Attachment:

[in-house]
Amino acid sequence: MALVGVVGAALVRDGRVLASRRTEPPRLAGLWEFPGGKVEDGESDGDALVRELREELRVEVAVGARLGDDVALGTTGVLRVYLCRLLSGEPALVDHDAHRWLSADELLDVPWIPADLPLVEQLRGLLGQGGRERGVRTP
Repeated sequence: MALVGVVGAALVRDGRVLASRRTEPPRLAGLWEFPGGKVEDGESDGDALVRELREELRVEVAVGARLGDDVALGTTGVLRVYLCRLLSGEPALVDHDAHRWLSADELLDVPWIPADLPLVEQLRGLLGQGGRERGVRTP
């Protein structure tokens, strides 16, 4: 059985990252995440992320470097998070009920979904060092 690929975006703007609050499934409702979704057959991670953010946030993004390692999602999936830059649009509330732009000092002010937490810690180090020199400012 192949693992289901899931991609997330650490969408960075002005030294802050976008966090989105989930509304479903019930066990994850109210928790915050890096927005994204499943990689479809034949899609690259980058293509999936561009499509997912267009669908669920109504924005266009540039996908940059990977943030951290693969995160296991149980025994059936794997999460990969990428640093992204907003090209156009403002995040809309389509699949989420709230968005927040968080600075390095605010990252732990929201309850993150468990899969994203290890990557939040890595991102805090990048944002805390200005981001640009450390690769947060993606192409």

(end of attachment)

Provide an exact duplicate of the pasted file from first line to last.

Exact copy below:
[in-house]
Amino acid sequence: MALVGVVGAALVRDGRVLASRRTEPPRLAGLWEFPGGKVEDGESDGDALVRELREELRVEVAVGARLGDDVALGTTGVLRVYLCRLLSGEPALVDHDAHRWLSADELLDVPWIPADLPLVEQLRGLLGQGGRERGVRTP
Repeated sequence: MALVGVVGAALVRDGRVLASRRTEPPRLAGLWEFPGGKVEDGESDGDALVRELREELRVEVAVGARLGDDVALGTTGVLRVYLCRLLSGEPALVDHDAHRWLSADELLDVPWIPADLPLVEQLRGLLGQGGRERGVRTP
């Protein structure tokens, strides 16, 4: 059985990252995440992320470097998070009920979904060092 690929975006703007609050499934409702979704057959991670953010946030993004390692999602999936830059649009509330732009000092002010937490810690180090020199400012 192949693992289901899931991609997330650490969408960075002005030294802050976008966090989105989930509304479903019930066990994850109210928790915050890096927005994204499943990689479809034949899609690259980058293509999936561009499509997912267009669908669920109504924005266009540039996908940059990977943030951290693969995160296991149980025994059936794997999460990969990428640093992204907003090209156009403002995040809309389509699949989420709230968005927040968080600075390095605010990252732990929201309850993150468990899969994203290890990557939040890595991102805090990048944002805390200005981001640009450390690769947060993606192409």